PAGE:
Date of this Version
Published in The Bloomsbury Companion to Academic Feminism, Pieranna Garavaso, editor (London: Bloomsbury Academic, 2018), pp 58-79.
Feminist metaphysics is simultaneously feminist theorizing and metaphysics. Part of feminist metaphysics concerns social ontology and considers such questions as, What is the nature of social kinds, such as genders? Feminist metaphysicians also consider whether gendered perspectives influence metaphysical theorizing; for example, have approaches to the nature of the self or free will been conducted from a masculinist perspective, and would a feminist perspective yield different theories? Some feminist metaphysicians develop metaphysical theories with the aim of furthering certain social goals, such as gender equality.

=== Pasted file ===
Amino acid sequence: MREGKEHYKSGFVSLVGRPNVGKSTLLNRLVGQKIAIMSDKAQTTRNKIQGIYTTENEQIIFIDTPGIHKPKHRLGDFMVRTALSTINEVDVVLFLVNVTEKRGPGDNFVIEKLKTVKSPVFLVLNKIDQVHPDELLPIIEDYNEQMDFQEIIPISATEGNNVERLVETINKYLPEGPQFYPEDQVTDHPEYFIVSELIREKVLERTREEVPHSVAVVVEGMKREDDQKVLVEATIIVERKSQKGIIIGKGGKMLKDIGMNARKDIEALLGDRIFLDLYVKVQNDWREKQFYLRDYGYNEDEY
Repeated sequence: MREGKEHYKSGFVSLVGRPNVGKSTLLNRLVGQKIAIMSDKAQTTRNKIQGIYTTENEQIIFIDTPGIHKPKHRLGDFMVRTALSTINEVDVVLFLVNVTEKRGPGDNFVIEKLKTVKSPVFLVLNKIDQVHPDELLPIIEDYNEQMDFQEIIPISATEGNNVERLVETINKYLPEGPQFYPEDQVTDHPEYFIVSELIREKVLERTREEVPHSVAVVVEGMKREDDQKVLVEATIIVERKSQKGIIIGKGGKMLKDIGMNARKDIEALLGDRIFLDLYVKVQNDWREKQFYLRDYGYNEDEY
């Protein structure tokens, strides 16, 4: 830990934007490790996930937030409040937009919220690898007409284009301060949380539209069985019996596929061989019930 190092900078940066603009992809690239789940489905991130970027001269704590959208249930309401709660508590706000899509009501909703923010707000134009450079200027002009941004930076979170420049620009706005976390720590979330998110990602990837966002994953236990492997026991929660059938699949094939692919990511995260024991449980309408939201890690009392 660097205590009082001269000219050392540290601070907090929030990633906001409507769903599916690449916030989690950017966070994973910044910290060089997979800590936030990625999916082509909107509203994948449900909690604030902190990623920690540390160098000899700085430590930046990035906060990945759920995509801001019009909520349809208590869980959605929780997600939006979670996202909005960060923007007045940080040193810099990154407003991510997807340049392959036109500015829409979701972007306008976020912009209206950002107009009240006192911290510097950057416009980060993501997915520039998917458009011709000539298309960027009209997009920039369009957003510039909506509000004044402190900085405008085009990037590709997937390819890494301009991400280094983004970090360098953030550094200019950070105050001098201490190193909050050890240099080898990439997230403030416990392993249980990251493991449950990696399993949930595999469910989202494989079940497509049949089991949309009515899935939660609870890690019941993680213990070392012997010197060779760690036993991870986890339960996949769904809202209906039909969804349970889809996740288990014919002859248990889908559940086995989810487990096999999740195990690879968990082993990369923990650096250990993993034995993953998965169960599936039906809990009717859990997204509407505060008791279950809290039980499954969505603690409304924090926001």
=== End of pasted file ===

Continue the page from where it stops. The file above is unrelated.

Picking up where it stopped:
Despite these and other intriguing research projects, feminist metaphysics faces challenges from two flanks: one might argue that "feminist metaphysics" is not metaphysics, or one might argue that it is not feminist. Recently, Elizabeth Barnes (2014) has made the case that, since contemporary accounts of the nature of metaphysics focus primarily on the fundamental, they have the problematic implication that feminist metaphysics is not, properly speaking, metaphysics. However, less emphasis has been paid, of late, to the idea that major strands of feminist thought also problematize feminist metaphysics. I will briefly assess the metaphysician's case against feminist metaphysics in Section 2 of this chapter. Then, in Section 3, I will examine in more detail possible feminist concerns over metaphysics. In Section 4, I sketch a different conception of metaphysics that avoids both mainstream and feminist challenges to feminist metaphysics.